* Board member Sato wants to manage price target with
* BOJ's Sato says low yields show markets approve of tax
* Some investors worry about economy after sales tax hike
* Economy to rebound quickly after tax hike, Sato says
By Stanley White
TOKYO, Feb 27 Bank of Japan board member
Takehiro Sato said on Thursday the central bank can be flexible
on the timing of an eventual exit from its monetary easing, a
sign that simply reaching its 2 percent price stability goal
will not trigger immediate action.
Sato also said he is confident that consumer prices can
continue to rise as improvements in the output gap have a
lagging impact on prices.
The central banker also stressed that the BOJ's economic
forecasts anticipate volatile swings in demand caused by a
scheduled increase in the sales tax, suggesting he sees little
need to adjust policy in the short term.
"If the BOJ can judge that 2 percent will be sustainably
achieved, it is possible to exit our policy before inflation
actually reaches that level," Sato said after giving a speech to
"The BOJ can also continue quantitative easing after 2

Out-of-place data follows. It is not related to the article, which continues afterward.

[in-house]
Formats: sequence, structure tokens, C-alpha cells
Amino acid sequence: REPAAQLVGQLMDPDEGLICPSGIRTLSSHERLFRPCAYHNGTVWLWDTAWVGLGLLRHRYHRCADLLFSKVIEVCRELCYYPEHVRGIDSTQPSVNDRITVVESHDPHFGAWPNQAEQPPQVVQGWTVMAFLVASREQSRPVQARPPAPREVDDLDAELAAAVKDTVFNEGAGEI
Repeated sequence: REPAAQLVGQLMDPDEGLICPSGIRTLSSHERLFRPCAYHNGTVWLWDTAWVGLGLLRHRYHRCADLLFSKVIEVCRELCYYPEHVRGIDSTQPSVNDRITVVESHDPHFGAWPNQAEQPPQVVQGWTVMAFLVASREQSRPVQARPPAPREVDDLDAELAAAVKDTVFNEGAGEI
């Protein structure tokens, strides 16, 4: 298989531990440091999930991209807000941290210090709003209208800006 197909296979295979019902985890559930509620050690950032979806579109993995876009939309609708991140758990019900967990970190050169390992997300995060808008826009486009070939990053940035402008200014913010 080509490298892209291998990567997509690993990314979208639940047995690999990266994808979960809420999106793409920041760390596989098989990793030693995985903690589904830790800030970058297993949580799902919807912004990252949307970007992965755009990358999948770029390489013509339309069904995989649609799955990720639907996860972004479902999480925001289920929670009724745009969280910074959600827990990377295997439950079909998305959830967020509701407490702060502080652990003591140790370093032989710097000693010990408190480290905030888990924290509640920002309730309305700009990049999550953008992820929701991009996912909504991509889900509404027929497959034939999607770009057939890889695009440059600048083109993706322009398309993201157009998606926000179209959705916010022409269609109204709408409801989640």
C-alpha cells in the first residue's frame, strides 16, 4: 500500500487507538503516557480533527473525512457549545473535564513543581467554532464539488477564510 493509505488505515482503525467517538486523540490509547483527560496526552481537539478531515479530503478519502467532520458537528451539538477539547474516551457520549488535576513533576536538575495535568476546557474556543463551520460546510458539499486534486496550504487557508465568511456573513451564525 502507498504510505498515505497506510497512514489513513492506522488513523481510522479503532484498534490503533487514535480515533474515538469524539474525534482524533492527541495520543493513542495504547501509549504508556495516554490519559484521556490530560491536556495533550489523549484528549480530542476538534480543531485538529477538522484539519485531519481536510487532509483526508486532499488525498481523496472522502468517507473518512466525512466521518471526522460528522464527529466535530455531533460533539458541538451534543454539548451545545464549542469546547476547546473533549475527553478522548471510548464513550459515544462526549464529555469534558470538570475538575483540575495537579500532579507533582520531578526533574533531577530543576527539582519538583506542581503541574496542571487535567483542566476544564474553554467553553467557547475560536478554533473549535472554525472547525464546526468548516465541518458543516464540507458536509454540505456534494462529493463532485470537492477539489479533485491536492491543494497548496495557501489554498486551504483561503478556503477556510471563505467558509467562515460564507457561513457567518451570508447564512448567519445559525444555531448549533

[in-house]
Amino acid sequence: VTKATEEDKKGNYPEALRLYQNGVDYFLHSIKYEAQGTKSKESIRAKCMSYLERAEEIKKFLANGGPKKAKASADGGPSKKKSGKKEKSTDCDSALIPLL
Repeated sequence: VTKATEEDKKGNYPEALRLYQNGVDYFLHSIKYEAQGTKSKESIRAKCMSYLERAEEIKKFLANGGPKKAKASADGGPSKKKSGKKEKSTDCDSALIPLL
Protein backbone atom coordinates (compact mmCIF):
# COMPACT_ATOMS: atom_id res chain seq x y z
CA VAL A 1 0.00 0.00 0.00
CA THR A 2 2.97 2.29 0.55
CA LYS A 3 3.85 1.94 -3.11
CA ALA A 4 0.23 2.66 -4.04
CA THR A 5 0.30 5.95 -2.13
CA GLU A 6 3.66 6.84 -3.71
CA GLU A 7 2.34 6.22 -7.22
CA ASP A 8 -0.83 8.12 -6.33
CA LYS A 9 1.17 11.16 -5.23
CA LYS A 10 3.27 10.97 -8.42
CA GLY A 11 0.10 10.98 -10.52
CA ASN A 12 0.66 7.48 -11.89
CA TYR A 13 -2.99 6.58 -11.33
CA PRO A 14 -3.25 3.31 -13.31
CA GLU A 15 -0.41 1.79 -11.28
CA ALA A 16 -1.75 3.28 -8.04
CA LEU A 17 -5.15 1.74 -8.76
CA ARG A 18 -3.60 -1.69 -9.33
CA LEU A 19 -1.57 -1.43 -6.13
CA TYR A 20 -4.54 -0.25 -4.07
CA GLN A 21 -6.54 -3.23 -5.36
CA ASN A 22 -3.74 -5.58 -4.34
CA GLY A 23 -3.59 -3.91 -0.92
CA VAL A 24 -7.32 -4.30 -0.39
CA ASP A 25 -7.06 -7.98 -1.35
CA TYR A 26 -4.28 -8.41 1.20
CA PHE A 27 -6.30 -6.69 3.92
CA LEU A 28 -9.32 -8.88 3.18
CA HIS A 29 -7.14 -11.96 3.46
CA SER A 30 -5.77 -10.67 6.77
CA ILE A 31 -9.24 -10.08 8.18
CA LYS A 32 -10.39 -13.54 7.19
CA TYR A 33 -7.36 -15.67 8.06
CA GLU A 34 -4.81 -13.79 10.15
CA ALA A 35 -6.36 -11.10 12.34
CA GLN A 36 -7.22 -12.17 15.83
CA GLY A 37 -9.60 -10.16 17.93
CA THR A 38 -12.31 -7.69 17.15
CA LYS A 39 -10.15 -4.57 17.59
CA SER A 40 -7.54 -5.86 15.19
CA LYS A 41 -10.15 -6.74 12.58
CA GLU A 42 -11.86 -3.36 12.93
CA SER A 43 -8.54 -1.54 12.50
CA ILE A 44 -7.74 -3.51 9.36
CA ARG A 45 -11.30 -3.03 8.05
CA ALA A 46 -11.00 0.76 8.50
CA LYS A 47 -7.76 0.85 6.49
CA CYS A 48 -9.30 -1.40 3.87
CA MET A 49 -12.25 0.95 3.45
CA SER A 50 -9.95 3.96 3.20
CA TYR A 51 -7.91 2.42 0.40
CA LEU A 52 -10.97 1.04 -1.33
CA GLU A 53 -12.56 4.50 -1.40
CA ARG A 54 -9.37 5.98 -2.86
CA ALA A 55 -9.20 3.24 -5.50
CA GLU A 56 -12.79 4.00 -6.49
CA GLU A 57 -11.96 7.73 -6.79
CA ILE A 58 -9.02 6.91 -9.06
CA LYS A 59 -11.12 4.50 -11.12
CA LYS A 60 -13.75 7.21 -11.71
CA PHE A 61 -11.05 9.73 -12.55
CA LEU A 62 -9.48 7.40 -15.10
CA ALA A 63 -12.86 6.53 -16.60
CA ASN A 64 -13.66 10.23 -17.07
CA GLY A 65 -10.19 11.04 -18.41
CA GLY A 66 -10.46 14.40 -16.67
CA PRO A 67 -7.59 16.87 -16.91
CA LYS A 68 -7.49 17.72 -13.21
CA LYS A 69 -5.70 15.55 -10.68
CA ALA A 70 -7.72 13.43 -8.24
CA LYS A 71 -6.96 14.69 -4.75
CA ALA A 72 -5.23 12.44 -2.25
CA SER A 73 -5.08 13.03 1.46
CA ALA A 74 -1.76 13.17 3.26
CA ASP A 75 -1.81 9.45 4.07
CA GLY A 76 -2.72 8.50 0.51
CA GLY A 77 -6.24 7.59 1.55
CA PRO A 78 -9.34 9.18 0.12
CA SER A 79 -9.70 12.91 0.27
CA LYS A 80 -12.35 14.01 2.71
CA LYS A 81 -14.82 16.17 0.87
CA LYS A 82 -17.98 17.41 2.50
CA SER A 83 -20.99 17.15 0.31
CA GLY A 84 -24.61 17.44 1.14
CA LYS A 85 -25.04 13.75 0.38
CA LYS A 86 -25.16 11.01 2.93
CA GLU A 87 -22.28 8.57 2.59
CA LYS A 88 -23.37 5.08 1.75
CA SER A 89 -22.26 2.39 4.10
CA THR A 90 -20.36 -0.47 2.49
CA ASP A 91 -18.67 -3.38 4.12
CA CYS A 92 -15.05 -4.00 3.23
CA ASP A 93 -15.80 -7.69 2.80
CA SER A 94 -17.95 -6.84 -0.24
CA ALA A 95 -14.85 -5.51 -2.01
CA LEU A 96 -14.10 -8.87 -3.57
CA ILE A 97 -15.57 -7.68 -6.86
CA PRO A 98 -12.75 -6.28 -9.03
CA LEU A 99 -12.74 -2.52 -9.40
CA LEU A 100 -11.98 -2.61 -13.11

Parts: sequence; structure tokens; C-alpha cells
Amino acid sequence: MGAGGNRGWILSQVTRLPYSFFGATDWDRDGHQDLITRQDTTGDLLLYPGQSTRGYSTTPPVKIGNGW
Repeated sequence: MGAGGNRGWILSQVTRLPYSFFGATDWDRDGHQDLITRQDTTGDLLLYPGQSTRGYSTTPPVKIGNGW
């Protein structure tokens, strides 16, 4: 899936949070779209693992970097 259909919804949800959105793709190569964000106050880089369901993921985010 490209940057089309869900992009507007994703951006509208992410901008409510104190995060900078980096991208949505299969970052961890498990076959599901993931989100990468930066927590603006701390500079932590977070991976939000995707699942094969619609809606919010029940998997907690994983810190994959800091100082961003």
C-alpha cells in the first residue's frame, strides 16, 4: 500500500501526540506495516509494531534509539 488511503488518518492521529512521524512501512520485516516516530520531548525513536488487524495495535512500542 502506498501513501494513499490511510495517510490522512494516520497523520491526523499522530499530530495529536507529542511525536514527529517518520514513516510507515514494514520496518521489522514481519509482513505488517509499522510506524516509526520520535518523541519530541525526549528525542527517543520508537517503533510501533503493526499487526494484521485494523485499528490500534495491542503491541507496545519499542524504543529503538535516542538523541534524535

percent inflation is reached if it judges that the gains are not
The BOJ last week maintained its pledge of increasing base
money, its key monetary policy gauge, at an annual pace of 60-70
trillion yen ($589 billion-$687 billion).
The BOJ has stood pat on policy since launching an intense
burst of stimulus last April, when it pledged to accelerate
inflation to 2 percent in roughly two years via aggressive asset
purchases in a country mired in deflation for 15 years.
The government will increase the sales tax in April to 8
percent from 5 percent, and consumers have been buying cars,
homes and durable goods before the increase, with growth in
other consumer spending also driving industrial production.
Long-term bond yields are low now because investors view
this tax hike as a proof of the government's commitment to
fiscal consolidation, Sato said.
A PSYCHOLOGICAL BATTLE
When the BOJ does eventually exit its quantitative easing,
bond yields could shoot up as Japan would be firmly out of
deflation, Sato also said.
Sato declined to outline specific exit strategies, saying
it's too early to debate such measures as the BOJ is still
waging a psychological battle to lift inflation expectations and
convincingly end deflation.
The BOJ is looking at a broad measure of prices, and not
just Japan's core consumer price index, when it tries to measure
the trend for inflation.
The sales tax hike will make measuring the price trend more
difficult and the central bank will need to monitor the
situation for several months, Sato said.
The economy is likely to contract in the April-June quarter
as consumer spending falls sharply after the sales tax hike
takes effect on April 1.
However, Sato said he was confident that growth would resume
in July-September as the economy and financial system are
stronger than they were when Japan last raised the sales tax in